The least-baffling thing is that Willie's just not a stats guy. Much as I'd like to be a stats guy myself, I think this criticism is a bit overblown. Infuriatingly, I now can't find the blog post I'm thinking of, but some stalwart among our blog brethren (I think it was one of the Metsgeeks) crunched the numbers in the offseason to see how many wins Willie cost us by hitting Wright too low in the batting order and found it really didn't make much of a difference. I can appreciate the statistical case for Beltran/Wright/Delgado/Floyd, but I wonder if when wins and losses are tallied, the difference between that and Lo Duca/Beltran/Delgado/Wright/Floyd will really be worth getting worked up about. And anyway, I don't think it's Willie's allegiance to the latter lineup that gets people so mad — it's that he's so Flat Earth about it. Talk to him about splits (let alone OPS or VORP) and you half-expect to see his elbow pumping.

Which brings me to Willie and the beat reporters.

What is it about Willie and reporters, anyway? The man's Cheneyesque in his disregard for them — obviously not interested in letting them into his thinking, and apparently not above misleading them for his own purposes. As the season was dying last year I wrote that I thought I'd finally figured out what Willie was up to with Reyes and Wright. Reyes' continuing tenure in the leadoff spot and the idea that Wright might hit 8th were Met media firestorms last year, and I decided what Willie had been doing in both situations was distracting the press, making himself the story so he could teach Reyes better pitch selection and take the pressure off Wright, respectively. As it turned out, Reyes did have better at-bats in the second half (though thank goodness that hasn't stop the Mets from importing Julio Franco and Rickey Henderson for further tutoring), and Wright didn't need the coddling, though Willie didn't know that in March.

So is that what Willie's doing again? Maybe. If so, I suppose that's vaguely defensible (if awfully conservative) with Wright, who is just 23, after all. But it doesn't make any sense with Beltran — why stir things up about the leg and whether or not he should have let it heal when everybody else is trying to stop talking about it?

So now, with Willie saying odd things again, I wonder if the truth isn't simpler. Maybe Willie simply has no use for the whole circus of media and fans that surround a New York ballclub, doesn't care what their opinions are about him, and doesn't hesitate to send them off on any number of wild-goose chases so he can get about what he sees as his real business.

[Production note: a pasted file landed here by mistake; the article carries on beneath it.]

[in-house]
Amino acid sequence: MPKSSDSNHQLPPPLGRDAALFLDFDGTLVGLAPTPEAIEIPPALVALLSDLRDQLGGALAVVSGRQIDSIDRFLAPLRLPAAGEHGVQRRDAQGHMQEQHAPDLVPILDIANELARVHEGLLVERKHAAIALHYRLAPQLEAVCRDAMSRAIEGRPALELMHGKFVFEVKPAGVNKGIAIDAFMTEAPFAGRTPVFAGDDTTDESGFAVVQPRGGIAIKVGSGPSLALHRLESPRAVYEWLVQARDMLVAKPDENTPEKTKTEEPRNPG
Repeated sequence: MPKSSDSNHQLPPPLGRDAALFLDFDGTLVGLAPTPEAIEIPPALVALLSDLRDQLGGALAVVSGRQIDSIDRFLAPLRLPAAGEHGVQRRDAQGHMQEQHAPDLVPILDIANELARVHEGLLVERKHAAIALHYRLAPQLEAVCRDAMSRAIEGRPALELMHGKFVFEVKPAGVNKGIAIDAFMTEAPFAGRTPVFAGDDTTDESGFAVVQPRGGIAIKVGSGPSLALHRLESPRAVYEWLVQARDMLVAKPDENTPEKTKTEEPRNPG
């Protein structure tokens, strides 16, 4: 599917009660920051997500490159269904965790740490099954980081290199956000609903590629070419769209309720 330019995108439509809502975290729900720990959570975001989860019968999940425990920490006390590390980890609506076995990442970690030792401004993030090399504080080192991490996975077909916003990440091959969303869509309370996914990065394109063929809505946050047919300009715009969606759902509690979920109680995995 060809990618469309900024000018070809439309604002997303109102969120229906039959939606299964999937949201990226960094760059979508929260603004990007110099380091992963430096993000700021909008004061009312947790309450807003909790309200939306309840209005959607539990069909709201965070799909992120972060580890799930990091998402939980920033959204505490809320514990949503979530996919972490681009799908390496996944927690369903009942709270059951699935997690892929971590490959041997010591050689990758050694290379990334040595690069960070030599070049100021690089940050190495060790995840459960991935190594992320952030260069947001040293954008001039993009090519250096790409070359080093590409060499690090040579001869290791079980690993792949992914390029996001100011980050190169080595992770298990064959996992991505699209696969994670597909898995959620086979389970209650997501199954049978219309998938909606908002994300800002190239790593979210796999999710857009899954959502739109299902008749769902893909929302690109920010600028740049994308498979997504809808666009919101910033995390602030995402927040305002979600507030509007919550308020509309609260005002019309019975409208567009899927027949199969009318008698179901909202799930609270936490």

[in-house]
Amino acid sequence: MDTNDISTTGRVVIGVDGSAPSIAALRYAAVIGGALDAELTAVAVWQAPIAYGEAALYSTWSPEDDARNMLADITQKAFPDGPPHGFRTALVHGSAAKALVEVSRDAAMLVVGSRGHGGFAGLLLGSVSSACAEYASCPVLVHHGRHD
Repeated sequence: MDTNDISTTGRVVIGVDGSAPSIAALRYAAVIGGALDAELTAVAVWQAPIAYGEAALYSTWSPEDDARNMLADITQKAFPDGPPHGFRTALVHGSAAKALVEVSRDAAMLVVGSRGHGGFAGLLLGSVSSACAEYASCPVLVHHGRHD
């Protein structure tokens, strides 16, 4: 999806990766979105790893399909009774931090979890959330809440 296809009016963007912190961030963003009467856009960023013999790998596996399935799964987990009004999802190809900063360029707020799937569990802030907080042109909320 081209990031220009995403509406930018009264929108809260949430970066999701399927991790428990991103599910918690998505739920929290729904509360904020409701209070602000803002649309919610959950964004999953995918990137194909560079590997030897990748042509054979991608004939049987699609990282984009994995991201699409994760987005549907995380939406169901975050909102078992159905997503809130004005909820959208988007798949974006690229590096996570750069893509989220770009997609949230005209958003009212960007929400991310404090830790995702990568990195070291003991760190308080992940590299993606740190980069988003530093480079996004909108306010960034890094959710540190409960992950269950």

Which will be fine — if we win.

2 comments to There's Something About Willie

  • Anonymous

    The conventional statfan wisdom on lineups is that they don't make much of a difference either way, but that the ideal lineup probably descends from your best OBP guys down to your worst. Of course, nobody does that, and the game isn't played on paper.
    I don't mind Reyes at the top, even though his OBP was terrible last year. But I see little point in batting LoDuca (a powerless, low OBP guy) in back of him, and in front of your mashers. Giving up outs in front of them just seems like a horrible little idea. But along with not putting any value on “protection”, I'm also of the belief that the lineup makes little difference over the course of the season, so I'm not overly concerned either way.
    At the same time, I'd like to see Beltran bat #2 because I think it would ease the pressure on him, and this team could really use a relaxed Beltran. And I'd like to see Wright bat #3 because I really wouldn't want to face Reyes-Beltran-Wright-Delgado-Floyd every other inning or so. It has the potential to drive opposing teams batty.

  • Anonymous

    I have to take issue with one of your (thankfully) rare defenses of Randolph and that is the notion that he kept the veterans motivated and playing hard. I believe that it's somewhat dubious to attribute that to a manager in general; to me, it smacks a bit too much of Rich Kotite. In the case of the 2005 Mets, they “finished strong” when it was all over. Upon winning on August 30 to pull within a game of the Wild Card they went completely in the tank. I'm not saying that in particular was Randolph's fault, but it does give lie to the “Willie kept them going” defense.
    Spot-on with the stubborness and flat-earth mindset.
    Heck, even Art Howe was smart enough to bat Wright third.